Skip to main content

Tenacity in the Tongass

June 2021
Dappled light shines through between old growth trees in the Tongass National Forest.
Carlos Rojas / Getty Images
Earthjustice’s court wins saved millions of acres of old-growth trees in Alaska’s Tongass National Forest from logging.

North America’s Amazon

Climate Forests Trees are worth a whole lot more standing than they are cut down. Forests draw down vast amounts of atmospheric carbon dioxide through photosynthesis and help store this carbon in stable forms on land. Harvesting irreversibly sets back the clock on sequestration. It can take more than 200 years for regrown forests to capture as much carbon as logging releases.

The 17 million-acre Tongass National Forest in Southeast Alaska is one of the most important forests in the country — and Earthjustice has been fighting to protect it since the early 1970s. With its towering stands of old-growth spruce and hemlock trees, it is one of the largest temperate rainforests in North America and contains approximately 29% of the world’s remaining unlogged coastal temperate rainforest.

The Tongass teems with wildlife and biodiversity. It is home to black and brown bears, and Alexander archipelago wolves, a rare animal that is found nowhere else on earth. Salmon are the lifeblood of the forest and the region — bringing nutrients to the forest and providing sustenance for people and animals. Waters in the Tongass are the birthplace of 80% of the commercially caught salmon in Southeast Alaska. The Tongass is the traditional territory of the Tlingit, Haida, and Tsimshian peoples, the original inhabitants of this land since time immemorial.

Climate Forests Trees are worth a whole lot more standing than they are cut down. Forests draw down vast amounts of atmospheric carbon dioxide through photosynthesis and help store this carbon in stable forms on land. Harvesting irreversibly sets back the clock on sequestration. It can take more than 200 years for regrown forests to capture as much carbon as logging releases.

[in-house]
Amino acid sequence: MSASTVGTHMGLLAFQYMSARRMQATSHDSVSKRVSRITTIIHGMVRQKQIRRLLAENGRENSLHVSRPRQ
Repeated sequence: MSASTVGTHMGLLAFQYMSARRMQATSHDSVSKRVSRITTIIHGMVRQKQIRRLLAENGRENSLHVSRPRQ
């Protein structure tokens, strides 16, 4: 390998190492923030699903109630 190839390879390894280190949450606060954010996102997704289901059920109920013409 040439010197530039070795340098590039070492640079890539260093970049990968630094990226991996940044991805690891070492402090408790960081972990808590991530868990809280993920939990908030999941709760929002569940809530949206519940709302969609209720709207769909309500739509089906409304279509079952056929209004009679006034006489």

Our history in the Tongass

Kari Ames stands in front of the U.S. Capitol.
Melissa Lyttle for Earthjustice
“Our people have been here over 10,000 years, and we are here to protect and preserve the land so we can be here 10,000 years more.” - Kari Ames, Tlingit, Alaska Native Voices Cultural Heritage Guide, and keeper of traditional lifeways.

Our Alaska-based attorneys have deep roots in the region and have fought in the courts through six presidencies to protect the Tongass from the irreparable harms of logging and extractive industries. From offices in Anchorage and Juneau, we work with groups with immeasurable knowledge of the land. Tribes in the region and conservation groups, including the Southeast Alaska Conservation Council (SEACC), have been some of our strongest partners and clients. In the early 1970s, in one of Earthjustice’s very first lawsuits as an organization, we represented local conservation groups and others in the first of what has now been more than 30 different lawsuits (and counting) to protect the Tongass. This first case held off logging on Admiralty Island until President Carter intervened to designate most of Admiralty Island a national monument.

Our current clients in the Tongass: Organized Village of Kake, Organized Village of Saxman, Hoonah Indian Association, Ketchikan Indian Community, Klawock Cooperative Association, Women’s Earth and Climate Action Network (WECAN), The Boat Company, UnCruise, Alaska Longline Fishermen’s Association, Southeast Alaska Conservation Council (SEACC), Natural Resources Defense Council, Alaska Rainforest Defenders, Alaska Wilderness League, Sierra Club, Defenders of Wildlife, National Audubon Society, Center for Biological Diversity, Friends of the Earth, The Wilderness Society, Greenpeace, Inc., National Wildlife Federation, Environment America.